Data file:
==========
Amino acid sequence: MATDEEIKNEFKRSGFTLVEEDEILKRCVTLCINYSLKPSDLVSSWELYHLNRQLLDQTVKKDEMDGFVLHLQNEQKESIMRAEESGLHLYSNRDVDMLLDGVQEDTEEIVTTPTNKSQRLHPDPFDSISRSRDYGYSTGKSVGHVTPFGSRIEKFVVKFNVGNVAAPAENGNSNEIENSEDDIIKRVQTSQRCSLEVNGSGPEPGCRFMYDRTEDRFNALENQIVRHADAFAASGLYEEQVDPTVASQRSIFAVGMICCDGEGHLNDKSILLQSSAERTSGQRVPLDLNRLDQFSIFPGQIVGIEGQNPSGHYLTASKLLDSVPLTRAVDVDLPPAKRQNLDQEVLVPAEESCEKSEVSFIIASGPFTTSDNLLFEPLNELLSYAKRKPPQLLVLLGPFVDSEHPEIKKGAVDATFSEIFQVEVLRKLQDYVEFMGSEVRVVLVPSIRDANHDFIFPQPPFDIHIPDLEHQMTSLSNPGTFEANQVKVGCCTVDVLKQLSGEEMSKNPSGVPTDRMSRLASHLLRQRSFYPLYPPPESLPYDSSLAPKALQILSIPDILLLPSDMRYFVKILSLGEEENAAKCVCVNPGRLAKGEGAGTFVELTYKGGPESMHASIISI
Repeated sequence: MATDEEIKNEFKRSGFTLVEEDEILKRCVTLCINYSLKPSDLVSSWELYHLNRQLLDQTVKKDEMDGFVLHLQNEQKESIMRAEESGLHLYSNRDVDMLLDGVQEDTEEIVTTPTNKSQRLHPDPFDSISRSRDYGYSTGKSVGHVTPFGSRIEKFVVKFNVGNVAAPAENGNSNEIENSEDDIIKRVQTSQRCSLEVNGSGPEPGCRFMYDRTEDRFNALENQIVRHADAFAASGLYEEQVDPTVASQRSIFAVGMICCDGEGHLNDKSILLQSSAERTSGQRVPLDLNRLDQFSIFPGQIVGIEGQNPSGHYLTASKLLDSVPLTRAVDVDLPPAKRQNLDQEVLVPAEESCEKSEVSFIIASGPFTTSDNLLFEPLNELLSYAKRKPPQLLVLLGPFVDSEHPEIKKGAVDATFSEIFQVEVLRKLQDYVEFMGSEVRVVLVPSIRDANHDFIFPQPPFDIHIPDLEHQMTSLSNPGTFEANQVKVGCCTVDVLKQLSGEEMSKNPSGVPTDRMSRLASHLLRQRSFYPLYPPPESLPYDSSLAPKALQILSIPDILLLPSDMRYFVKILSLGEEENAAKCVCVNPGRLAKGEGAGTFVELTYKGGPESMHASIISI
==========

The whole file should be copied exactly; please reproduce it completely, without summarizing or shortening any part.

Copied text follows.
Amino acid sequence: MATDEEIKNEFKRSGFTLVEEDEILKRCVTLCINYSLKPSDLVSSWELYHLNRQLLDQTVKKDEMDGFVLHLQNEQKESIMRAEESGLHLYSNRDVDMLLDGVQEDTEEIVTTPTNKSQRLHPDPFDSISRSRDYGYSTGKSVGHVTPFGSRIEKFVVKFNVGNVAAPAENGNSNEIENSEDDIIKRVQTSQRCSLEVNGSGPEPGCRFMYDRTEDRFNALENQIVRHADAFAASGLYEEQVDPTVASQRSIFAVGMICCDGEGHLNDKSILLQSSAERTSGQRVPLDLNRLDQFSIFPGQIVGIEGQNPSGHYLTASKLLDSVPLTRAVDVDLPPAKRQNLDQEVLVPAEESCEKSEVSFIIASGPFTTSDNLLFEPLNELLSYAKRKPPQLLVLLGPFVDSEHPEIKKGAVDATFSEIFQVEVLRKLQDYVEFMGSEVRVVLVPSIRDANHDFIFPQPPFDIHIPDLEHQMTSLSNPGTFEANQVKVGCCTVDVLKQLSGEEMSKNPSGVPTDRMSRLASHLLRQRSFYPLYPPPESLPYDSSLAPKALQILSIPDILLLPSDMRYFVKILSLGEEENAAKCVCVNPGRLAKGEGAGTFVELTYKGGPESMHASIISI
Repeated sequence: MATDEEIKNEFKRSGFTLVEEDEILKRCVTLCINYSLKPSDLVSSWELYHLNRQLLDQTVKKDEMDGFVLHLQNEQKESIMRAEESGLHLYSNRDVDMLLDGVQEDTEEIVTTPTNKSQRLHPDPFDSISRSRDYGYSTGKSVGHVTPFGSRIEKFVVKFNVGNVAAPAENGNSNEIENSEDDIIKRVQTSQRCSLEVNGSGPEPGCRFMYDRTEDRFNALENQIVRHADAFAASGLYEEQVDPTVASQRSIFAVGMICCDGEGHLNDKSILLQSSAERTSGQRVPLDLNRLDQFSIFPGQIVGIEGQNPSGHYLTASKLLDSVPLTRAVDVDLPPAKRQNLDQEVLVPAEESCEKSEVSFIIASGPFTTSDNLLFEPLNELLSYAKRKPPQLLVLLGPFVDSEHPEIKKGAVDATFSEIFQVEVLRKLQDYVEFMGSEVRVVLVPSIRDANHDFIFPQPPFDIHIPDLEHQMTSLSNPGTFEANQVKVGCCTVDVLKQLSGEEMSKNPSGVPTDRMSRLASHLLRQRSFYPLYPPPESLPYDSSLAPKALQILSIPDILLLPSDMRYFVKILSLGEEENAAKCVCVNPGRLAKGEGAGTFVELTYKGGPESMHASIISI